Navigator Guide FAQs of the Week: Small Businesses

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It’s Open Enrollment for the Affordable Care Act’s (ACA) marketplaces, and in most states, December 15 is the deadline to enroll in a plan that begins on January 1, 2023. The marketplaces are critical source of health insurance for small businesses, including small business owners, sole proprietors, and workers. This week, we highlight FAQs from our Navigator Resource Guide for small business owners and their employees.

My employer just told us we are enrolling in “SHOP” coverage. What is SHOP coverage?

The SHOP marketplace is where small employers may purchase group plans for their employees. There may be federal tax credits available to help the employer pay for employees’ coverage. The determination for the tax credit takes into account the size of the employer and average employee salaries. The SHOP also ensures that participating small group health plans have been certified to meet minimum standards for the adequacy and quality of coverage. All plans also must cover a similar set of benefits, and each plan will be assigned to a metal level of coverage – bronze, silver, gold, or platinum – that reflects how much protection against cost-sharing the plan provides to the average enrollee. Bronze plans expose the average consumer to the greatest amount of cost-sharing, while platinum plans provide the most protection. Bronze plans will tend to have lower monthly premiums, while the premiums for platinum plans will be more expensive.

On the SHOP website, depending on your state, you will be able to find a SHOP-registered agent or broker to assist you with choosing the right plan or you can enroll directly with an insurance company. Under some state-based SHOP marketplaces, you may be able to select and enroll in a health plan. 45 C.F.R. § 155.700 et. seq.; CMS, The Future of the SHOP: CMS Intends to Allow Small Businesses in SHOPs using HealthCare.gov More Flexibility when Enrolling in Healthcare Coverage, May 15, 2017).

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I’m a small business owner. Can I qualify for a tax credit to buy insurance?

The small business tax credit is generally only available with SHOP coverage, which you can purchase through an agent, broker or health insurance company or directly through some state-based marketplaces. However, small businesses with a principal address in a county with no SHOP plans available can claim the small business tax credit by offering qualifying health insurance coverage that meets certain federal requirements (see here for more information).

To qualify for a small business health insurance tax credit, you must cover at least 50 percent of premiums for your employees (not including dependents) and have fewer than 25 full-time employees whose average annual wages are less than $56,000 in tax year 2020. Eligible employers can only claim the tax credit for two consecutive years. Employers who are not tax-exempt are eligible for a higher tax credit than employers who are tax-exempt. For more information on how to calculate eligibility for and the amount of the small business health care tax credit, see this reference from the Internal Revenue Service. Small businesses can claim the credit on your annual income tax return, using Form 8941. Tax-exempt employers can claim the tax credit as a refundable credit by filing Form 990-T with an attached Form 8491. (IRS, Small Business Health Care Tax Credit and the SHOP Marketplace; IRS, 2021 Instructions for Form 8941).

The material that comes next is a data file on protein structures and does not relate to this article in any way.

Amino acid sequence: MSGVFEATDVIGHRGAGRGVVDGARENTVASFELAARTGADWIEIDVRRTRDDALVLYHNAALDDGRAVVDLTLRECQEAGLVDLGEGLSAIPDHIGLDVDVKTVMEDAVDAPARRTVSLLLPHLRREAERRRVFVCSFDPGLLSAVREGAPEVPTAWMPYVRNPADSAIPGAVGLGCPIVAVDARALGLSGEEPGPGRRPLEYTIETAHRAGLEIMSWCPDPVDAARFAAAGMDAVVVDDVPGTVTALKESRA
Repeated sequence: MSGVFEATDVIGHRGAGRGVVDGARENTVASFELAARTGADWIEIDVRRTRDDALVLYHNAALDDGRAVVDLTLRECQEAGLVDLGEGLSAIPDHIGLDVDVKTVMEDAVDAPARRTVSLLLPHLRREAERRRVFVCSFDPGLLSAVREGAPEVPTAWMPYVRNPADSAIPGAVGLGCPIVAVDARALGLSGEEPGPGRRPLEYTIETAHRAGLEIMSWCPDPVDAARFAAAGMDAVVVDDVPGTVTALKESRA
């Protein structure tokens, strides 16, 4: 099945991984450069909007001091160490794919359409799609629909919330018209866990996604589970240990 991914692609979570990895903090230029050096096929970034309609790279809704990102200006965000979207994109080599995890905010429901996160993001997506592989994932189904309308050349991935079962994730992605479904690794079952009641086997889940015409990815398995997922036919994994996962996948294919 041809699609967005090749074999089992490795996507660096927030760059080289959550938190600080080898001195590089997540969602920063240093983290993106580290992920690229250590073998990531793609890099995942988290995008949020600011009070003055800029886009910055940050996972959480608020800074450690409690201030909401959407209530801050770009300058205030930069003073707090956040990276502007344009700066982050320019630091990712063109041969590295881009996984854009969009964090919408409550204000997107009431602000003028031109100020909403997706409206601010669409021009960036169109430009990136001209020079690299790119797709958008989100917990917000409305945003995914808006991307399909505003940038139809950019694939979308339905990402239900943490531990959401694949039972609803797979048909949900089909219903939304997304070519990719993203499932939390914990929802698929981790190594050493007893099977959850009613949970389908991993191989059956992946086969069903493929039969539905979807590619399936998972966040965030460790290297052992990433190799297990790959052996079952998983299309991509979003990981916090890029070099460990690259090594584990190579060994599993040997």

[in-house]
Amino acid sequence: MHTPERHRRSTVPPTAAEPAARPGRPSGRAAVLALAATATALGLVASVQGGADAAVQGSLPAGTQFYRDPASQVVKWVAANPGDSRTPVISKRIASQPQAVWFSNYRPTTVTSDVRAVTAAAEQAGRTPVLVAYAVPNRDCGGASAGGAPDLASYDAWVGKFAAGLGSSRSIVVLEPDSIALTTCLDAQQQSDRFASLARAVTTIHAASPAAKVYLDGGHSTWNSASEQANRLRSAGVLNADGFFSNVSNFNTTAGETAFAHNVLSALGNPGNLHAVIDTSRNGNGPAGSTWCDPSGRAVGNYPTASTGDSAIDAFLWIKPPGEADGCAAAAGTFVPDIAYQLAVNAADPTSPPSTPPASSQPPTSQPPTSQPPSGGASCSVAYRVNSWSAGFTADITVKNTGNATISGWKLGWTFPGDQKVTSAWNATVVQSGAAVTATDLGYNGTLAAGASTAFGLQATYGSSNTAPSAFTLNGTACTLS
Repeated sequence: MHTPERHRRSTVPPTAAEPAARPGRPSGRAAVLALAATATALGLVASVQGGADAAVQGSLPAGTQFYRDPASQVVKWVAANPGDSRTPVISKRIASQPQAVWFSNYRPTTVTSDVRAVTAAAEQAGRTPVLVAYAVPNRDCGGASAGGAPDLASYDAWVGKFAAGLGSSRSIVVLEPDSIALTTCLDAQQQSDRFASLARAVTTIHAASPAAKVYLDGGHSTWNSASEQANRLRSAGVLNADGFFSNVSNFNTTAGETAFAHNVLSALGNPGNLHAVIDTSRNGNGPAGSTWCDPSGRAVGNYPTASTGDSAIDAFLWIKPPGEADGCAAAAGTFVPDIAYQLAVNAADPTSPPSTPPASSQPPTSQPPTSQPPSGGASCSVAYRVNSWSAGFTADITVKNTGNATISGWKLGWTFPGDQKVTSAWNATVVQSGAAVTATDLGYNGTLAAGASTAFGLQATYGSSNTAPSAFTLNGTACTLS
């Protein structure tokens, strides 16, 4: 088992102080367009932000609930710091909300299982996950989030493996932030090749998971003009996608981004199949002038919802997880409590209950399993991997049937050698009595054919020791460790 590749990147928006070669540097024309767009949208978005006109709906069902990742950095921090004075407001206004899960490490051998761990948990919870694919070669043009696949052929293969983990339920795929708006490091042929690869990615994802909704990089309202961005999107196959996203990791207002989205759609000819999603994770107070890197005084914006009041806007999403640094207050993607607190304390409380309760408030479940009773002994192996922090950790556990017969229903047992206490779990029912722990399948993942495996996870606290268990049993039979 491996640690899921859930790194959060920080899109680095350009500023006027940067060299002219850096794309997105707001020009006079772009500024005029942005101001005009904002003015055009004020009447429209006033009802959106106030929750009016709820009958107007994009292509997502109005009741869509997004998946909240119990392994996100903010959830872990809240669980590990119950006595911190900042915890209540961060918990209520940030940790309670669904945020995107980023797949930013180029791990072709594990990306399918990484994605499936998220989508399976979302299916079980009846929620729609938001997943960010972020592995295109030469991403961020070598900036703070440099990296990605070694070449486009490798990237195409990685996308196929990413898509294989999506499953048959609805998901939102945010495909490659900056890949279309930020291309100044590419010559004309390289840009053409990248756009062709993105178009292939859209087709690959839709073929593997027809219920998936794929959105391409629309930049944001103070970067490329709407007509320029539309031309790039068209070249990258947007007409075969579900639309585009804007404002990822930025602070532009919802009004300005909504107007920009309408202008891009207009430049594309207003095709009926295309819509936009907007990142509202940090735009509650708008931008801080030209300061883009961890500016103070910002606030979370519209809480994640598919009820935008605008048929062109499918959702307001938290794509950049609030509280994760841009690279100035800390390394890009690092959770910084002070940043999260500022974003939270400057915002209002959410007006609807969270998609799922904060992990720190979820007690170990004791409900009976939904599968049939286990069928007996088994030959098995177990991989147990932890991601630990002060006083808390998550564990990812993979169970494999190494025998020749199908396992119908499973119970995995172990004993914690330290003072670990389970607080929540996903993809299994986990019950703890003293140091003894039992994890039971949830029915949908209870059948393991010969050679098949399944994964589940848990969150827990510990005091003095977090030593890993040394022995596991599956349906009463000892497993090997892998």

I own my own business and have no employees, what are my options?

While you are not eligible to purchase small group health insurance or SHOP coverage in most states, you can purchase individual market coverage and may be able to qualify for financial assistance through the health insurance marketplace for individuals. Note, however, that some states may allow you to purchase small group health insurance as a “sole proprietor.”

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To find out if your state allows business owners with no employees to enroll in small group coverage, check with your state’s insurance department

(42 U.S.C. § 18024; 45 C.F.R. § 144.03 (definition of “small employer”)).

I work full time for a small business (fewer than 50 employees). Does my employer have to offer me health benefits?

No, small businesses are not required to offer health benefits to either full-time or part-time employees, or to their dependents. Small businesses are not subject to tax penalties when they don’t offer health benefits. If your small employer doesn’t offer health benefits, you (and your family) can apply for coverage in the marketplace and you can apply for premium tax credits that may reduce the cost of coverage in the marketplace. Subsidies are calculated based on the price of available plans and household income; lower income individuals are eligible for greater subsidy amounts. Some higher income individuals may not receive subsidies. (26 C.F.R. § 1.36B-2).

 

Stay tuned for more FAQs throughout the open enrollment period, and check out our Navigator Resource Guide for over 300 FAQs and other enrollment resources.